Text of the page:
Post by Joseph D. L. » Wed Jul 04, 2018 12:00 am

I have for a long time associated Peregrinus's, and Polycarp's, desire to die by fire as a way to embody the Logos.

The question is, was Peregrinus still a Christian when he died? Lucian separates his time with the Christians and his time as a Cynic as two distinct periods. But, I have felt that Lucian saying that he fell in with the Christians is anachronistic, and that Peregrinus actually joined a Jewish sectarian community somewhere in the Syrian/Palestine region.

So, could Peregrinus have been using common Gentile terms and names of gods, as synonymous with Christ?

Hercules then equates to Jesus, and Justin Martyr did make a comparison between Hercules and Jesus:

And when they tell that Hercules was strong, and travelled over all the world, and was begotten by Jove of Alcmene, and ascended to heaven when he died, do I not perceive that the Scripture which speaks of Christ, 'strong as a giant to run his race,' has been in like manner imitated?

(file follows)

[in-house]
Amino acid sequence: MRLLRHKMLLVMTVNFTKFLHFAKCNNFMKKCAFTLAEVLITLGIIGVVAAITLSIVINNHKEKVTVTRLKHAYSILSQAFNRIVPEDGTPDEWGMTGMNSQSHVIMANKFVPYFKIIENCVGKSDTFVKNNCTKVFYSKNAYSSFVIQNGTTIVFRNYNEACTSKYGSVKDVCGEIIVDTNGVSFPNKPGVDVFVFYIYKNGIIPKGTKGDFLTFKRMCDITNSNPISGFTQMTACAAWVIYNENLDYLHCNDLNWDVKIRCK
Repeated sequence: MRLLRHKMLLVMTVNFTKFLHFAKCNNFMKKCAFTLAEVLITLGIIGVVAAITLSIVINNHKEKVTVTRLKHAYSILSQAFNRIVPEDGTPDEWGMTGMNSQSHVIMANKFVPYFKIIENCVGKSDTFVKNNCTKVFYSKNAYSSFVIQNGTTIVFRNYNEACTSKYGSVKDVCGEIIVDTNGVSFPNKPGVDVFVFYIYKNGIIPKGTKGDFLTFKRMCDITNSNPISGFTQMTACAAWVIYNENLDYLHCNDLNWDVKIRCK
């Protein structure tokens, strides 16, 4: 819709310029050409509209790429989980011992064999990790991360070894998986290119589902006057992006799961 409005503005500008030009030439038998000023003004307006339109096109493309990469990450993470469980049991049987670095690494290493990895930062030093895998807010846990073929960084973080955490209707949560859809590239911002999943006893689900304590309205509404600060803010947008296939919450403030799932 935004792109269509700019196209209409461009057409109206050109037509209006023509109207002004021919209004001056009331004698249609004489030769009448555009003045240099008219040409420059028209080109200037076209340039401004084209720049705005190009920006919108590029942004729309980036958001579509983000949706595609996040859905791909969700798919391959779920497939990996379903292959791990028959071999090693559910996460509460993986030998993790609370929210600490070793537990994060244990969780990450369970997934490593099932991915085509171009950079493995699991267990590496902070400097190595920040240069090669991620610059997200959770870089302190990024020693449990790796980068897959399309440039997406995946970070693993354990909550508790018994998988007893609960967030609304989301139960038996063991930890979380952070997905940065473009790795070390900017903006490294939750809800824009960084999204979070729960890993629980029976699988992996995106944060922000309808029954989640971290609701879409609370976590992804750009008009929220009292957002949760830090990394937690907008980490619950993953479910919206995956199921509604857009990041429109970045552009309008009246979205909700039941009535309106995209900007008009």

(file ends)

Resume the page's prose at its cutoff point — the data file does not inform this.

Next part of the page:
What's more, Hercules was the hero of athletes, and being an ahlete of Christ is encouraged in certain texts.

Epistle of Ignatius to Polycarp:

Speak to every man separately, as God enables you. Bear the infirmities of all, as being a perfect athlete [in the Christian life]: where the labour is great, the gain is all the more.

Be sober as an athlete of God: the prize set before you is immortality and eternal life, of which you are also persuaded. In all things may my soul be for yours, and my bonds also, which you have loved.

It is the part of a noble athlete to be wounded, and yet to conquer.

But then, what of Proteus?

Proteus was a god who could change his shape and form at will. This reminds of the notion of transmigration, or the Christ jumping from one host to another. Thus Christ is able to change its own form, so to speak, when he appears in different bodies.